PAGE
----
Wednesday, October 27, 2010

More Die of Heartbreak by Saul Bellow (1987)

I'd been meaning to read some Saul Bellow for quite some time, and picked this one up on the dollar shelf at a now-defunct used bookstore. This is later-period Bellow (his tenth novel) and not one of the ones he is famous for, so I probably could have picked a better one to start with. Still, even though it had a rough start, I really grew to enjoy this psychological bit of fiction.

Our rather neurotic narrator, Kenneth Trachtenberg, grew up in Paris, the product of two Midwestern expatriates. His father is widely known for being irresistible to the ladies and quite a womanizer, while Kenneth is a relative dud in that department. In order to both flee from his father's reputation and to be closer to his beloved uncle, Kenneth takes a job as a Russian Literature professor in the Midwestern town where his mother's family is from (unnamed in the book, but I'm guessing Detroit). His uncle, Benn Crader, is a distinguished botanist who has an uncanny, almost psychic relationship with plants. Kenneth's aims are a little obscure (although he spends a claustrophobic hundred pages or so explaining them), but have something to do with making his life a turning point and translating Benn's understanding of plants into an understanding of humans: "As earlier stated, unless you made your life a turning point, there was no reason for existing. Only you didn't make, you found the turning point that was the crying need (unconscious, of course, as the most crying needs are) of humankind."

Once you get a little further into the book, the story expands into Benn's sudden marriage to Matilda, a beautiful woman with very wealthy parents who have manipulative plans for Benn that involve his estranged and very rich (and very corrupt and very old) uncle. Kenneth puts himself in the role of Benn's protector while simultaneously pining over the mother of his child (who left him for a snowmobile salesman in Seattle) and starting a relationship with a doting former student.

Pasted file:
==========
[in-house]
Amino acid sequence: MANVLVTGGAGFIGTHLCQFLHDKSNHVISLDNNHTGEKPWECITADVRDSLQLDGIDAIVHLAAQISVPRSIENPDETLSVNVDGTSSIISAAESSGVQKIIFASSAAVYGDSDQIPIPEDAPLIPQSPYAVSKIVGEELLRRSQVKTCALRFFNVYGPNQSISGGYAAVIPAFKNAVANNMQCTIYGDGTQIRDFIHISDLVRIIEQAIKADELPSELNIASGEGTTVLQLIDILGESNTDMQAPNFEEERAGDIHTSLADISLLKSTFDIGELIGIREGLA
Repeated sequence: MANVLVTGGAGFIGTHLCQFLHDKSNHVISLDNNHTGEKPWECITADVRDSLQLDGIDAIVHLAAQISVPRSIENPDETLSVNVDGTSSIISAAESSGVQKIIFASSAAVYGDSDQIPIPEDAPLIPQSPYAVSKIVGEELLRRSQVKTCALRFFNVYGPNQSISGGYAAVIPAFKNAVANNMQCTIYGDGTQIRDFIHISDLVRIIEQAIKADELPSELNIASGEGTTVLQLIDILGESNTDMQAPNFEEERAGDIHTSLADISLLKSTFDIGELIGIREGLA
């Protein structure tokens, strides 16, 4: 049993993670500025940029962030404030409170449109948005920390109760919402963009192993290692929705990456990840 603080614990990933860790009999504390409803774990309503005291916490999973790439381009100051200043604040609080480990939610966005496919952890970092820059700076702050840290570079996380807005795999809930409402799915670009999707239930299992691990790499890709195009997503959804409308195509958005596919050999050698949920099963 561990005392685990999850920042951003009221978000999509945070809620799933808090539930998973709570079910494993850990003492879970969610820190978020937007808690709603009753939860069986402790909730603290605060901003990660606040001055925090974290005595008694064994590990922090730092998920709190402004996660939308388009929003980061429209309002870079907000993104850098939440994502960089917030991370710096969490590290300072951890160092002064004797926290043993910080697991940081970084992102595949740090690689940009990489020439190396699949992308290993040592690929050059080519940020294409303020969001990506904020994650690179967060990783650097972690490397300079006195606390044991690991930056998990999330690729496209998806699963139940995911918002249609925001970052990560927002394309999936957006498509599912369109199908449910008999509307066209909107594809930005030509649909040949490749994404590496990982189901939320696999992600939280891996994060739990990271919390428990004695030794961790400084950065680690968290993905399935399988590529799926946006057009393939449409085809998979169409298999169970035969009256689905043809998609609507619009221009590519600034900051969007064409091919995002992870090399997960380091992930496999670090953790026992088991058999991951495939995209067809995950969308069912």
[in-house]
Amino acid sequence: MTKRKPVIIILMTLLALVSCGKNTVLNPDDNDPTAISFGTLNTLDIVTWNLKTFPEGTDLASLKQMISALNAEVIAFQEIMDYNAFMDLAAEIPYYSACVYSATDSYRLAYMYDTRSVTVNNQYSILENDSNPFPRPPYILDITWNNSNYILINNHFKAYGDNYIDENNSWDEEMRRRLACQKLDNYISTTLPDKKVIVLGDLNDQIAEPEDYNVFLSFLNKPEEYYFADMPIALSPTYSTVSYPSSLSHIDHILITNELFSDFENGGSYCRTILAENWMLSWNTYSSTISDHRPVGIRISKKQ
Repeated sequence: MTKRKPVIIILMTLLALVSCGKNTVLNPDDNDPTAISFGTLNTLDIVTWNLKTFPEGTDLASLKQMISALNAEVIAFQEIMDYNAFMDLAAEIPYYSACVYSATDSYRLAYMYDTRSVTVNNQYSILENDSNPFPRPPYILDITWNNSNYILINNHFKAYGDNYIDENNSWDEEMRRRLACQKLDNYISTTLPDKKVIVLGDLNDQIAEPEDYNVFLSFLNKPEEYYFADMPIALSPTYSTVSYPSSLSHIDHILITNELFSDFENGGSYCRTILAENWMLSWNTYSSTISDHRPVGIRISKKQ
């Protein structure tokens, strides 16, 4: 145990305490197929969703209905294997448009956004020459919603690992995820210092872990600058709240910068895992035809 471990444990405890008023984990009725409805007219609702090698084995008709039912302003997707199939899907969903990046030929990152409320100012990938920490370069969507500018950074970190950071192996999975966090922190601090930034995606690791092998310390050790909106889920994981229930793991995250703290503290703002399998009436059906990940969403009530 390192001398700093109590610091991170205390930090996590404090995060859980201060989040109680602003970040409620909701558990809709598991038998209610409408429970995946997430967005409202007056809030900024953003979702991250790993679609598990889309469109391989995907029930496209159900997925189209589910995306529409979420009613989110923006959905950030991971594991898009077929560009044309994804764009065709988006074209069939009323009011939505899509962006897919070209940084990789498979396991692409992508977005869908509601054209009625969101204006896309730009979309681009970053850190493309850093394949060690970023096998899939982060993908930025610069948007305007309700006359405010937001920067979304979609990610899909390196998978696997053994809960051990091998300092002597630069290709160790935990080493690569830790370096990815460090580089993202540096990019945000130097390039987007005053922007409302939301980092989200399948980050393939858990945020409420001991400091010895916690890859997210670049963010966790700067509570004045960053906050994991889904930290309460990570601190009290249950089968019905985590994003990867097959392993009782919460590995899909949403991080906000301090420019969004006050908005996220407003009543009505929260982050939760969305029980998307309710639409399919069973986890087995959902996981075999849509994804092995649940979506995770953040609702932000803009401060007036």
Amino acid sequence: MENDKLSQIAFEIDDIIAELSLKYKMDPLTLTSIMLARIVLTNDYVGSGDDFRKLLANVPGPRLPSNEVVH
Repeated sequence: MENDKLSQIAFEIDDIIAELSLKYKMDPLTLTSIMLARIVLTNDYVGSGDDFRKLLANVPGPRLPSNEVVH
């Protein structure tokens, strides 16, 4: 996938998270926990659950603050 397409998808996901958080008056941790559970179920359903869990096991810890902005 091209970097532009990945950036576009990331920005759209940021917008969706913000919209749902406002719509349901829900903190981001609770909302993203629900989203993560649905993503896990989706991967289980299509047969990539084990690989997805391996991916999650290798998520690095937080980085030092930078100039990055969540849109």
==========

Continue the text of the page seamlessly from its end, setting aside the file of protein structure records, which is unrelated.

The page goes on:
This book definitely has the same kind of east-coast, masculine, sex-obsessed vibe as Philip Roth, but while that can sometimes be a little trying, it isn't necessarily a bad thing. Bellow is often very funny, and the pay off in the narrative for his characters' obsessive traits makes it all worthwhile.

A few more quotes that I couldn't resist:

"Also, it would be against my rule of truthfulness to conceal the fact that I am fond of preposterous people. And what stunning offers you get from the insane!"

"I kept seeing Bethe's mask face, like human features painted on the sole of somebody's foot, and Teller like the atomic Moses coming down from Sinai with the Commandments on hydrogen tablets."

"Once you get into the erotic life, modern style, you are accelerated till your minutest particles fly apart."

[Also, I couldn't find a big enough version of the cover of this book that I own (and I was too lazy to scan it), but it really couldn't look more like a Danielle Steele cover and was apparently published in a series of bright romantic colors -- mine is a lovely turquoise.]

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